How Might a Textualist Define 'Expectation of Privacy'?
Justice Ginsburg was considered among privacy advocates as a reliable vote in favor of privacy rights in cases concerning the scope of government surveillance, having joined the majorities in cases including 2018's Carpenter v. U.S. , in which the court found that the federal government generally needs a warrant to access cellphone location records.
But it's unclear whether the addition of a textualist or someone who is embraced in politically conservative circles would swing the balance when the court is confronted with unresolved issues over the scope of Fourth Amendment protections in the digital age, including how they apply to searches of electronic devices at the border and the collection of location information in real time.
The late Justice Antonin Scalia, for example, voted to strike down broad law enforcement searches of homes, porches and cellphones during his 30 years on the bench, advancing a form of constitutional originalism that often put him at odds with his fellow conservatives.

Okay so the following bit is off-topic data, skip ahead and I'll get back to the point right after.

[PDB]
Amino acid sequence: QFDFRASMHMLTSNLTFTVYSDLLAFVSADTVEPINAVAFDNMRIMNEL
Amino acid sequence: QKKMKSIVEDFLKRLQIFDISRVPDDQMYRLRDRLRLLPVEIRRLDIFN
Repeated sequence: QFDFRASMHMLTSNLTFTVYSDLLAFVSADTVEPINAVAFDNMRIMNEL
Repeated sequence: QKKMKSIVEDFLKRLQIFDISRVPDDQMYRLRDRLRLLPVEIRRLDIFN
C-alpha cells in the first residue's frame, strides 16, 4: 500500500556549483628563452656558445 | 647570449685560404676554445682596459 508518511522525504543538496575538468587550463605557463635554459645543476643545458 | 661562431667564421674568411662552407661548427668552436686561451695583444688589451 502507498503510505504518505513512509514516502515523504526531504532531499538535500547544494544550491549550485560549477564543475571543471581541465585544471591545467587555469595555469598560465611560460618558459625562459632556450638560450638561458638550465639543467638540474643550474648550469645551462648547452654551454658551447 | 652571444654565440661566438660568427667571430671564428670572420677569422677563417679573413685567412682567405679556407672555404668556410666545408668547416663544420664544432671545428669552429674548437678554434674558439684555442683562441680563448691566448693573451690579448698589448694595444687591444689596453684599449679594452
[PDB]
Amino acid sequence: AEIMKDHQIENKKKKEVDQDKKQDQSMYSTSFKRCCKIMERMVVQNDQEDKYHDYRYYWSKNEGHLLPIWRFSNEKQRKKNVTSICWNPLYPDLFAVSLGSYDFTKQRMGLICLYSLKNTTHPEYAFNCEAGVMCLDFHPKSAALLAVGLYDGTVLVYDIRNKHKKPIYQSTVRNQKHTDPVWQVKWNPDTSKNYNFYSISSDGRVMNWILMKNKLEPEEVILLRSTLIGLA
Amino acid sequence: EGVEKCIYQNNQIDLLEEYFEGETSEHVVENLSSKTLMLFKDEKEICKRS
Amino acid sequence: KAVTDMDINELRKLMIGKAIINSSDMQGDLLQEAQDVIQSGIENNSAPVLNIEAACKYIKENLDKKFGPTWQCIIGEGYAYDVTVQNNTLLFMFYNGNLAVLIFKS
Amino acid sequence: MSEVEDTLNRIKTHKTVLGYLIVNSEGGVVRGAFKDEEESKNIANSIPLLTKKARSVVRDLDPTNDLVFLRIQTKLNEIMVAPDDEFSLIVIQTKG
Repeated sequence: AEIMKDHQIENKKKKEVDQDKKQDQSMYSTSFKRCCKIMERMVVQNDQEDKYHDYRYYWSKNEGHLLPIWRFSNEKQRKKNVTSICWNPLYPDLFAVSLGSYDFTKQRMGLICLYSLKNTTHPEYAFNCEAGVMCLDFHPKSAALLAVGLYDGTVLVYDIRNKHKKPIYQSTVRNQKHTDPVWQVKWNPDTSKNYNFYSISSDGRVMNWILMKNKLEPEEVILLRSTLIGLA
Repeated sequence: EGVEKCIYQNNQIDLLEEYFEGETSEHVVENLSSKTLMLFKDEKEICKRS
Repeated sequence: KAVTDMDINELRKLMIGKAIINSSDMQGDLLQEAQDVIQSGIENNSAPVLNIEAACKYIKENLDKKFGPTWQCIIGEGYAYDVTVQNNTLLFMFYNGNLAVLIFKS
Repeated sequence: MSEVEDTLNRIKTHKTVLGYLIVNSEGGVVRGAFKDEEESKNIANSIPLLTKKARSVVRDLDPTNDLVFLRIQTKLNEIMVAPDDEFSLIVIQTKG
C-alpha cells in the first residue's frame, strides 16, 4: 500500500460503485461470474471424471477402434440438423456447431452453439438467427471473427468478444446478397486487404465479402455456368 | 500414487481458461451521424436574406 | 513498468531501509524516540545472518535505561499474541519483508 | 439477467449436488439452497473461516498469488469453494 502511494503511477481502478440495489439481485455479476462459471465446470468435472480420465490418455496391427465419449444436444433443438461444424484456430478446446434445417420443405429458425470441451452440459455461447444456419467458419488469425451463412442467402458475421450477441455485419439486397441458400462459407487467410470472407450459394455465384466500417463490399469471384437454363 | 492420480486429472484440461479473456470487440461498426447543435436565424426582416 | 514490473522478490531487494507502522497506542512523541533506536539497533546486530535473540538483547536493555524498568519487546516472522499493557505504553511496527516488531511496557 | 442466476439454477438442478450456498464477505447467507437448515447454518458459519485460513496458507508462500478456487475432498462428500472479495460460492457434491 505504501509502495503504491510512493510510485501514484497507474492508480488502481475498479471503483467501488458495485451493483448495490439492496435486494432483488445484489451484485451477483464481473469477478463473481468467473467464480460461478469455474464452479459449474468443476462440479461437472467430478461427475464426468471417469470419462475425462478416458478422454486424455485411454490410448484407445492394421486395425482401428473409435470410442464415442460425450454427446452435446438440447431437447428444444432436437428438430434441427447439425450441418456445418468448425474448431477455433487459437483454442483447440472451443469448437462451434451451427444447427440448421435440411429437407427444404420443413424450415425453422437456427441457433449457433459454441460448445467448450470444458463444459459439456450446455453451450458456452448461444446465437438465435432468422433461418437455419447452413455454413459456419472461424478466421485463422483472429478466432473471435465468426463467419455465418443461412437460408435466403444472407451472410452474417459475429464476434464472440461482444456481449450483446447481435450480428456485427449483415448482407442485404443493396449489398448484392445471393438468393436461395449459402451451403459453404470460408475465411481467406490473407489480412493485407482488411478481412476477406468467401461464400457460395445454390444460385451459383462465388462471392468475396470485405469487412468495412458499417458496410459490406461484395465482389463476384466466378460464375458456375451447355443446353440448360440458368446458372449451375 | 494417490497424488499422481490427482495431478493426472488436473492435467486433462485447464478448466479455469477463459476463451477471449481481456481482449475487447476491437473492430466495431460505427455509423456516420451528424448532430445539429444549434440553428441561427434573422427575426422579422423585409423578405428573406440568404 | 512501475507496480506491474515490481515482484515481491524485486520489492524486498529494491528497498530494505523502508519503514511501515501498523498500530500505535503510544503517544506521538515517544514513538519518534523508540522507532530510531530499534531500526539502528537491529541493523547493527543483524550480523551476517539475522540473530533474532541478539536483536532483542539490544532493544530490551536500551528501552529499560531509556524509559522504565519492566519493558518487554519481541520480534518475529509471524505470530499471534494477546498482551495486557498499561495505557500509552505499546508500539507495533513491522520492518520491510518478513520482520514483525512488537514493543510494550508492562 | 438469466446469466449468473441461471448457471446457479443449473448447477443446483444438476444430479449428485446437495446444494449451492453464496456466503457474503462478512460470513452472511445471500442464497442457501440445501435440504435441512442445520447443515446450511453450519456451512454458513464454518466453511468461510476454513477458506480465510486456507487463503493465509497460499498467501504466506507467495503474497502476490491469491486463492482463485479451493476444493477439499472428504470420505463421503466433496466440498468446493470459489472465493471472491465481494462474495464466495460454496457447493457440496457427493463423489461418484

"These questions of privacy in the digital age and protection against unreasonable government surveillance do not break down along traditional liberal-conservative lines," said Nathan Freed Wessler, an attorney at the American Civil Liberties Union who argued the high court case on behalf of Carpenter. "Justice Ginsburg will be deeply missed on the court, but these issues at least have a tradition of being taken very seriously by justices across the political spectrum."